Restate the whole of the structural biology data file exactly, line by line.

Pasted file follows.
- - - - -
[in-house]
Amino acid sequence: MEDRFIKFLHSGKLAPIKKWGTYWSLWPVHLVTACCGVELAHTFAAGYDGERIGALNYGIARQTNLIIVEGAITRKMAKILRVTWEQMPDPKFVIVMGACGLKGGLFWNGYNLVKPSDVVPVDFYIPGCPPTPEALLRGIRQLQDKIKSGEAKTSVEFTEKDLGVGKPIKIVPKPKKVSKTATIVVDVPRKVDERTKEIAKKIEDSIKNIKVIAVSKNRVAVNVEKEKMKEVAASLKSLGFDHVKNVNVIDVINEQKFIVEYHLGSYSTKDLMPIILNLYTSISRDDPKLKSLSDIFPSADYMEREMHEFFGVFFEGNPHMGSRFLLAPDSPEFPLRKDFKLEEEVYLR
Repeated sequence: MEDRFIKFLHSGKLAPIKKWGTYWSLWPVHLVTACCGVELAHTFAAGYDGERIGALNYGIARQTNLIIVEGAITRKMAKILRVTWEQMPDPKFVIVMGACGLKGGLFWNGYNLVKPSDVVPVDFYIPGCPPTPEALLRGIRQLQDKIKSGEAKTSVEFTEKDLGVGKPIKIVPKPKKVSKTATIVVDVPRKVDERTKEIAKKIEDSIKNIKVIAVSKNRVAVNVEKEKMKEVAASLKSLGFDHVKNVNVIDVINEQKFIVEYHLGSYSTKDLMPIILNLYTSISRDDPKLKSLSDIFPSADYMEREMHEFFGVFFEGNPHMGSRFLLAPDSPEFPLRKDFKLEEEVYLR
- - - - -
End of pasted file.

[in-house]
Amino acid sequence: MEDRFIKFLHSGKLAPIKKWGTYWSLWPVHLVTACCGVELAHTFAAGYDGERIGALNYGIARQTNLIIVEGAITRKMAKILRVTWEQMPDPKFVIVMGACGLKGGLFWNGYNLVKPSDVVPVDFYIPGCPPTPEALLRGIRQLQDKIKSGEAKTSVEFTEKDLGVGKPIKIVPKPKKVSKTATIVVDVPRKVDERTKEIAKKIEDSIKNIKVIAVSKNRVAVNVEKEKMKEVAASLKSLGFDHVKNVNVIDVINEQKFIVEYHLGSYSTKDLMPIILNLYTSISRDDPKLKSLSDIFPSADYMEREMHEFFGVFFEGNPHMGSRFLLAPDSPEFPLRKDFKLEEEVYLR
Repeated sequence: MEDRFIKFLHSGKLAPIKKWGTYWSLWPVHLVTACCGVELAHTFAAGYDGERIGALNYGIARQTNLIIVEGAITRKMAKILRVTWEQMPDPKFVIVMGACGLKGGLFWNGYNLVKPSDVVPVDFYIPGCPPTPEALLRGIRQLQDKIKSGEAKTSVEFTEKDLGVGKPIKIVPKPKKVSKTATIVVDVPRKVDERTKEIAKKIEDSIKNIKVIAVSKNRVAVNVEKEKMKEVAASLKSLGFDHVKNVNVIDVINEQKFIVEYHLGSYSTKDLMPIILNLYTSISRDDPKLKSLSDIFPSADYMEREMHEFFGVFFEGNPHMGSRFLLAPDSPEFPLRKDFKLEEEVYLR